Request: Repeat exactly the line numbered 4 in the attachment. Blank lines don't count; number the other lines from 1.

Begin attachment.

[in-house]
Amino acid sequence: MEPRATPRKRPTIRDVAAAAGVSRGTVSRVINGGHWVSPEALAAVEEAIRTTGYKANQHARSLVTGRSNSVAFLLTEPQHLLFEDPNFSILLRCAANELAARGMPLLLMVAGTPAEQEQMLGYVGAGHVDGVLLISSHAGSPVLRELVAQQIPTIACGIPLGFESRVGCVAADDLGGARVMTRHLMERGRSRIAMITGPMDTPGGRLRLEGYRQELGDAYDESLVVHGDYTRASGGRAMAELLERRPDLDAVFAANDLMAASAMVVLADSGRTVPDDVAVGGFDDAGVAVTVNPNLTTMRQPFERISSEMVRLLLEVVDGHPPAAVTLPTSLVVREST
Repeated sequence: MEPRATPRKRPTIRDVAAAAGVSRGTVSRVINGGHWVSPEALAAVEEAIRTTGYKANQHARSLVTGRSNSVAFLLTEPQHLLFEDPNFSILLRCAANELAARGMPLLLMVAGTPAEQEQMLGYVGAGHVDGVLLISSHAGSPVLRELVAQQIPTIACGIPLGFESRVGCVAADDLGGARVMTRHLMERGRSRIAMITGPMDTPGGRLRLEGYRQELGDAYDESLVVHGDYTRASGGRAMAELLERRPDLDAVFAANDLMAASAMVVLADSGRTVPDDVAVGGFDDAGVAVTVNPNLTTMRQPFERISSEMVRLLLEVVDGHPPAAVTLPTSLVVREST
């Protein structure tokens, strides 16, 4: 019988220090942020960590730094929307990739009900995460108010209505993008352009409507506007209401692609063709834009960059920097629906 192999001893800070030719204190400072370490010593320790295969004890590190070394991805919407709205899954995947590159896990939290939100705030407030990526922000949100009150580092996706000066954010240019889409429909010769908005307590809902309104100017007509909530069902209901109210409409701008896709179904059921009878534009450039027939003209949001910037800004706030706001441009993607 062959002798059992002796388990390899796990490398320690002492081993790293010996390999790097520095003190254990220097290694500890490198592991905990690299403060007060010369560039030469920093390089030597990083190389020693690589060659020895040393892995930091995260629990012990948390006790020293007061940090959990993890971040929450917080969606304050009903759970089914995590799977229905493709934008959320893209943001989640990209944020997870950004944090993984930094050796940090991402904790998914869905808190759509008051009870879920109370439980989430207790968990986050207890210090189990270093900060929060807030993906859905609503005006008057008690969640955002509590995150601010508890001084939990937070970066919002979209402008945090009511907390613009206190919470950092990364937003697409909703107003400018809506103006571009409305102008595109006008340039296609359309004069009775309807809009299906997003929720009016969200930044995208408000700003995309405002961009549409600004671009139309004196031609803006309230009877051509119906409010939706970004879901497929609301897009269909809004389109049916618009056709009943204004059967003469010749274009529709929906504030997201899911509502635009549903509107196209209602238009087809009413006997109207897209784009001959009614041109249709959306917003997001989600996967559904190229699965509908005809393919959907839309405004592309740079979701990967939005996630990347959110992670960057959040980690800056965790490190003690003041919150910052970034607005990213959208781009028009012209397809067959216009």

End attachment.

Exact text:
């Protein structure tokens, strides 16, 4: 019988220090942020960590730094929307990739009900995460108010209505993008352009409507506007209401692609063709834009960059920097629906 192999001893800070030719204190400072370490010593320790295969004890590190070394991805919407709205899954995947590159896990939290939100705030407030990526922000949100009150580092996706000066954010240019889409429909010769908005307590809902309104100017007509909530069902209901109210409409701008896709179904059921009878534009450039027939003209949001910037800004706030706001441009993607 062959002798059992002796388990390899796990490398320690002492081993790293010996390999790097520095003190254990220097290694500890490198592991905990690299403060007060010369560039030469920093390089030597990083190389020693690589060659020895040393892995930091995260629990012990948390006790020293007061940090959990993890971040929450917080969606304050009903759970089914995590799977229905493709934008959320893209943001989640990209944020997870950004944090993984930094050796940090991402904790998914869905808190759509008051009870879920109370439980989430207790968990986050207890210090189990270093900060929060807030993906859905609503005006008057008690969640955002509590995150601010508890001084939990937070970066919002979209402008945090009511907390613009206190919470950092990364937003697409909703107003400018809506103006571009409305102008595109006008340039296609359309004069009775309807809009299906997003929720009016969200930044995208408000700003995309405002961009549409600004671009139309004196031609803006309230009877051509119906409010939706970004879901497929609301897009269909809004389109049916618009056709009943204004059967003469010749274009529709929906504030997201899911509502635009549903509107196209209602238009087809009413006997109207897209784009001959009614041109249709959306917003997001989600996967559904190229699965509908005809393919959907839309405004592309740079979701990967939005996630990347959110992670960057959040980690800056965790490190003690003041919150910052970034607005990213959208781009028009012209397809067959216009």